At the time I thought to write and mention how lovely you looked but I reconsidered so as not to stray into the innapropriat.

    But now you have raised the subject and I must give you my opinion.

    You look great! Do not consider anything other than a pound or 2 one way or the other, more or less sun..a change in make up or more vegetables and juices. But surgery? Absolutely not. there is no need and it would be a foolish area to go into. People change with the years.
    You have become more striking (I would even say exotic!) over the years.
    When I saw that picture several months ago I even thought of showing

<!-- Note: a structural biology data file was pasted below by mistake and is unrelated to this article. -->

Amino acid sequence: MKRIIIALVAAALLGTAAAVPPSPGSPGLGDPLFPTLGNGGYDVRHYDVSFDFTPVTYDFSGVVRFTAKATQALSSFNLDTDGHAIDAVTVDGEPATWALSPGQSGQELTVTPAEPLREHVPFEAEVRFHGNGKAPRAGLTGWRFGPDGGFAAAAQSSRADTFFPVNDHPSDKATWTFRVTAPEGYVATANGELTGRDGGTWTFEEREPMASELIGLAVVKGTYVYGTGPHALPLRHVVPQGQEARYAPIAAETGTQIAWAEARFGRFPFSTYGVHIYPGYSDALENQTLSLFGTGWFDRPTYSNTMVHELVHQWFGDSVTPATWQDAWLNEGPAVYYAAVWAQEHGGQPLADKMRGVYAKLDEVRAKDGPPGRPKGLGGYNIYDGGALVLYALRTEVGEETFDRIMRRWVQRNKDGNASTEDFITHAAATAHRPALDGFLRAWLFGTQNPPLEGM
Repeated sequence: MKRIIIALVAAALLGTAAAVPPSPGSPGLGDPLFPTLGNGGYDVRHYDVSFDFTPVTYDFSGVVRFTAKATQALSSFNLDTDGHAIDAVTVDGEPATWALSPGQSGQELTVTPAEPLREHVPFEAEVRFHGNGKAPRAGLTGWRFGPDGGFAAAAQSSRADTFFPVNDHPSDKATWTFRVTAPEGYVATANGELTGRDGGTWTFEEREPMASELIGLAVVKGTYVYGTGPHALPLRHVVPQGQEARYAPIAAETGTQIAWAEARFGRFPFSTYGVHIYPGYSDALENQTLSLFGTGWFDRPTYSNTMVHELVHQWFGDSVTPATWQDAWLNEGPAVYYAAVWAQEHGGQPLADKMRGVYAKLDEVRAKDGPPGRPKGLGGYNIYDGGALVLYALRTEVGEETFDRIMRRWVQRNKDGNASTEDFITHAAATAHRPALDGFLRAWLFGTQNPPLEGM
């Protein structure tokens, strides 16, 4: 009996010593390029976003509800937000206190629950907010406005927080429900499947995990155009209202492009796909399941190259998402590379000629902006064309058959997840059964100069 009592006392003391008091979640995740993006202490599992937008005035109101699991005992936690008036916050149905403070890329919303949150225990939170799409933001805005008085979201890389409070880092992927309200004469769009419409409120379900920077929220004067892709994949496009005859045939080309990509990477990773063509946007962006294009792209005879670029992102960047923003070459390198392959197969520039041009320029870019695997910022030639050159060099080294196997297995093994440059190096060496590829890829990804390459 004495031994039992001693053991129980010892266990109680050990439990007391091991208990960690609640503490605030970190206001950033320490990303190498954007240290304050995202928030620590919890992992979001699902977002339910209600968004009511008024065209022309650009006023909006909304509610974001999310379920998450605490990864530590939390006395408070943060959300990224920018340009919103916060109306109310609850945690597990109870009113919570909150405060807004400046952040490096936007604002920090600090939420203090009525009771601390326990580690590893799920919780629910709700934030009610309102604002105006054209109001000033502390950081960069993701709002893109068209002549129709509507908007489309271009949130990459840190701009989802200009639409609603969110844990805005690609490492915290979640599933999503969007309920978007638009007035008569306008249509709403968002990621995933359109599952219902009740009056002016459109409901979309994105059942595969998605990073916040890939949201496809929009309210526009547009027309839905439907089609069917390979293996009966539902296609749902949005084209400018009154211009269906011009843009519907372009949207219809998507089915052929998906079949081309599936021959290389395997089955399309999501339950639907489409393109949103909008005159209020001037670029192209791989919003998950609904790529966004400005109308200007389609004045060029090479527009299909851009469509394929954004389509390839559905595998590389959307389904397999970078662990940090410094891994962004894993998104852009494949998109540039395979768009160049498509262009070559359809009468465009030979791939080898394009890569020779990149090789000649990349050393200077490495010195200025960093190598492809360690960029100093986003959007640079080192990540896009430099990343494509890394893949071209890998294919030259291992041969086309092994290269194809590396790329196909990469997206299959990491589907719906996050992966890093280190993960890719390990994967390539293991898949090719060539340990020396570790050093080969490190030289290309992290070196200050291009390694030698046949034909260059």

it to my wife for an example of striking good looks. (This too I thought the better of)

    My point is that you are so lovely the way you are I that I counsel to not even consider surgery. My cousin in Italy was an eminent “Aesthetic Surgeon” (plastic surgeon here) who would make ears for kids that would grow with the head so that the child might need only 2 or 3 surgeries in their entire life. She felt so strongly that plastic surgery was for repair and serious needs (she did a lot of work on soldiers after WWll) not for our human vanity.

    Our society does us such a disservice with the values of “beauty” so often represented by a money making enterprise.

    Forgive my for being so strong in this note but I think you are very lovely right now …and that you should not consider toying with that beauty.

    Regards,

    Robin